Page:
The History of Arai HelmetsThe history of the Arai Helmets started on the 18th of November 1905 (108 years ago) when Hirotake Arai, the founder of Arai Helmet, was born in Tokyo as the eldest son of Yuichiroh Arai who manufactured the hats for government office and authorities. In 1937 Hirotake Arai established the factory in the city of Ohmiya, Saitama and started manufacturing business for headgears. The Current president of Arai, Michio Arai was born on July 22, 1938 as the eldest son in Tokyo. In 1950 Hirotake Arai developed manufacturing helmet shells by heat forming with resins. Hirotake Arai began manufacturing first FRP (“Fibre Reinforced Plastics”) helmets in 1952 in Japan. In October, 1952 Arai Hirotake Shoten, Co., Limited started supply of headgears to professional off-road motorcycle racers as the first Japanese “motorcycle helmets”.
Arai Hirotake Shoten, Co., Limited started production in 1956 with the new trademark “HA” (HA came from the initials of the president’s name Hirotake Arai). In 1958 HA started production of motorcycle helmets consisting of FRP outer shell and EPS inner shell that is still common standard for helmet construction today. Hirotake Arai established “bag moulding” for manufacturing FRP shell with 2-piece, open-close, metal moulds, and the first open face helmet was designed and made with this manufacturing method in 1959.
In 1962 Michio Arai came back from the United States and joined Arai Hirotake Shoten, Co. helping his father’s business in the export division. HA produced the first Snell certified Japanese helmet in January 1963. March, 1967 Model R-6M was certified to Snell 1968 standard. First Japanese made full face model was introduced. In October, 1971 the new trademark, “Arai” was designed and registered. The movable chin piece was introduced in 1972. Arai started to get involved in motorcycle-racing support in 1977 with a few Japanese professional motorcycle racers. Arai Helmet (USA), Limited was established in December 1977 and the first helmet model for exclusive off-road riding was introduced in 1979. In 1980 the one-touch, open-close face shield mechanism was developed and introduced on the market. The basic construction of this mechanism became common in helmet industries later. Freddie Spencer won the World GP 500cc Road Race Championship in 1983 as the first World Champion with Arai. Arai Racing Service introduced. In 1984 Arai starts sponsorship of Formula One drivers (Keke Rosberg).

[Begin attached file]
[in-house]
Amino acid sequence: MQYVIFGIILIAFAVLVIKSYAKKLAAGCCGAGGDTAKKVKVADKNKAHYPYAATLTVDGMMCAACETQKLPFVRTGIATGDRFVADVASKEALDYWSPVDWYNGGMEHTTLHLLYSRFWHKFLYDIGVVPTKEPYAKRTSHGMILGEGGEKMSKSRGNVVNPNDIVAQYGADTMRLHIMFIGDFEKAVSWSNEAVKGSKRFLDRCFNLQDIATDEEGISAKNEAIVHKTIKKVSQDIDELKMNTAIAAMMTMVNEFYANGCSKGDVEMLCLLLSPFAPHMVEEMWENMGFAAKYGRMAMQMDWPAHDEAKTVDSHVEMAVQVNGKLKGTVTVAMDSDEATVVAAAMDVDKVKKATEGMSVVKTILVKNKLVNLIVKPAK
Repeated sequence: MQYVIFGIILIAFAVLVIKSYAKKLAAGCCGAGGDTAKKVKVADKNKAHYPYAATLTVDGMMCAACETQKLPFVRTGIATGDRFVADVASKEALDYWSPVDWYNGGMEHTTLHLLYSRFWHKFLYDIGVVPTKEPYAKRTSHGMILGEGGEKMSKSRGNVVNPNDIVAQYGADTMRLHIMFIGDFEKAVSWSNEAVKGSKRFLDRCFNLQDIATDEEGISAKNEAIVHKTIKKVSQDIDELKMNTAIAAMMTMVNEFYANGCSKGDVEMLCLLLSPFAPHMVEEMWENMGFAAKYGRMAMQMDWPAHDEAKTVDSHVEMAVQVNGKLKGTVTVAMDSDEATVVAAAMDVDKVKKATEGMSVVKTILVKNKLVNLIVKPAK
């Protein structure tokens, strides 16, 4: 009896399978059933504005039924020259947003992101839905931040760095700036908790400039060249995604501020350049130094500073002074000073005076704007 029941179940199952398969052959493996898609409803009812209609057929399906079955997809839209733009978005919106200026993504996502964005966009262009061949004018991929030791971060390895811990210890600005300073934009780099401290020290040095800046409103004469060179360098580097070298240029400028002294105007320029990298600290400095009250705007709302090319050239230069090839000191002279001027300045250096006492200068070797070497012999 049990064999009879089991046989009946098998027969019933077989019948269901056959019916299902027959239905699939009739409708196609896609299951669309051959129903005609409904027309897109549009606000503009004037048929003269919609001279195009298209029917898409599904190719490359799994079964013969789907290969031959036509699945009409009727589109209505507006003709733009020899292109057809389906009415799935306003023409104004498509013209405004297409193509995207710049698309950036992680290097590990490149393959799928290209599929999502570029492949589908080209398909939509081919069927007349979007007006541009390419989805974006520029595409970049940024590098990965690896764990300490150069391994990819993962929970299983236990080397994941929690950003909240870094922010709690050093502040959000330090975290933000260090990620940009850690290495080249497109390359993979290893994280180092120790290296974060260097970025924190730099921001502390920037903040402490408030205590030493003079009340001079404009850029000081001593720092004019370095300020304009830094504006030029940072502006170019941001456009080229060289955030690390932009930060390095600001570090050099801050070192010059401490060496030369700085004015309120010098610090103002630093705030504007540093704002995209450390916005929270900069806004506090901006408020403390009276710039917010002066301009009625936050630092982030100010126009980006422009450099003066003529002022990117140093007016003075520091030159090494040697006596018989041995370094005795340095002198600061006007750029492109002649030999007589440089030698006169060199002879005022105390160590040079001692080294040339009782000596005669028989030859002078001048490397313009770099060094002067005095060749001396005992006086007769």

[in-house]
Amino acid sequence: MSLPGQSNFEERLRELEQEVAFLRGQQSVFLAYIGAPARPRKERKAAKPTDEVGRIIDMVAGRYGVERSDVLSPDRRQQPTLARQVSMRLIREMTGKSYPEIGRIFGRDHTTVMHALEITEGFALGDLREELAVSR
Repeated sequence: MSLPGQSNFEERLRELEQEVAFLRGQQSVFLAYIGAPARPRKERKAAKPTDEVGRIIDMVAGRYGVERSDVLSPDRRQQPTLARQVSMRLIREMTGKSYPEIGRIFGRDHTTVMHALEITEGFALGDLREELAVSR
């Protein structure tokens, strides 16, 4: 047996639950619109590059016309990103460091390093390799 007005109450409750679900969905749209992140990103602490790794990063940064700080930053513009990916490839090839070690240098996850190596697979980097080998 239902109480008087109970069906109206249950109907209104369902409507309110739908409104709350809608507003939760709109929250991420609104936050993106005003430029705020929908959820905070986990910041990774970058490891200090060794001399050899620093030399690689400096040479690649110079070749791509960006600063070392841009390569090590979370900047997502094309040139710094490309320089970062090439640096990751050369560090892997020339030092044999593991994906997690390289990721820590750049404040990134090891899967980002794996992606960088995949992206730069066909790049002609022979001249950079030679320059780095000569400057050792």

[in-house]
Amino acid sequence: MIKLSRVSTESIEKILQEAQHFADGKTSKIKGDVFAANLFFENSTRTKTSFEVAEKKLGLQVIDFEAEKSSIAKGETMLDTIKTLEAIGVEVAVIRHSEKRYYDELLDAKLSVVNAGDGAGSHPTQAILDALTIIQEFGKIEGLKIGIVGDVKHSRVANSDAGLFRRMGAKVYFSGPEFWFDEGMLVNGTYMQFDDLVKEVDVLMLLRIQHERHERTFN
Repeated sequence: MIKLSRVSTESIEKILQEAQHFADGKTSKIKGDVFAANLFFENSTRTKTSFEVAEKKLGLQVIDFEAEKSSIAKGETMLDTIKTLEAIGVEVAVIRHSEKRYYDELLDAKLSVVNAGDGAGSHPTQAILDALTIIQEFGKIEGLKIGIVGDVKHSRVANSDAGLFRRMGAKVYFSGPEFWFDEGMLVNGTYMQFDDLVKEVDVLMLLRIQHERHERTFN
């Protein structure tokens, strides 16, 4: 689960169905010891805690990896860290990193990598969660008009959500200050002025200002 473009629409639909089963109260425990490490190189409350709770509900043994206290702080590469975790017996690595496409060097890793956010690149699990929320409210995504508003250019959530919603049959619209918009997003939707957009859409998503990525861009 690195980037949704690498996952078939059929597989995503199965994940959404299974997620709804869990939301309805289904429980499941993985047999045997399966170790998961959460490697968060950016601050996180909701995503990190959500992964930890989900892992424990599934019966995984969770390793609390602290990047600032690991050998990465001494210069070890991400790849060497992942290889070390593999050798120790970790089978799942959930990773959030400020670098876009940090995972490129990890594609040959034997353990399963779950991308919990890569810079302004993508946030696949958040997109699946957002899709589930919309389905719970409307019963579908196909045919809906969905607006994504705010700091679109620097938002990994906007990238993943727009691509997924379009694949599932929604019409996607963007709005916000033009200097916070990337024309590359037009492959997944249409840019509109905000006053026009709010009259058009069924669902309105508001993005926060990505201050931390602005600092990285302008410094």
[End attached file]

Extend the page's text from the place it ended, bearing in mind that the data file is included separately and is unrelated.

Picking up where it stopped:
On 14 June 1986, the company founder Hirotake Arai passes away and Michio Arai take over his father’s company as the President of Arai. On December 1, 1986 the current company organisation was established, and its name was changed from “Arai Hirotake, Limited” to “Arai Helmet, Limited”. During the 1986/1987 season 26 out of the 28 Formula One drivers wear Arai. In October 1988 Arai introduces AdSIS (Advanced Shield Installation System) at the German Cologne show, being the first to offer visor change without the need for tools. As the first helmet manufacturer Arai introduced a full 5-Year Limited Warranty in 1993. The Arai Paintshop was established in 1998. In 1999 Arai ranks highest in the first J.D. Power and Associates U.S. Motorcycle Helmet Satisfaction Study. In 2005 it became mandatory for Formula One racers to wear carbon fibre helmets. Arai introduces its first carbon fibre helmet at Magny Course: the GP-5 RacingCarbon (only available for Formula One drivers). 2006 saw the introduction of the VX-3 off-road helmet. This was the first helmet with the Emergency Release System. In 2008 Arai introduced the first carbon fibre car helmet model for commercial use: GP-6 RacingCarbon. February 2008 saw the 25 Years Anniversary of Arai Helmet (Europe) B.V. Akihito Arai and Ingmar Stroeven appointed as managing directors of Arai Helmet (Europe) B.V. Arai introduced the first carbon fibre motorcycle helmet model for commercial use: the RX-7 Racing Carbon in 2010. More than 50% of the Formula One grid and 30% of the MotoGP riders use Arai. In May 2011, Arai ranks number 1 in the J.D. Power and Associates U.S. Motorcycle Helmet Satisfaction Study for the 13th consecutive year, In 2011 Arai introduced the Quantum with factory fitted SAI Max Vision visor with brow vents.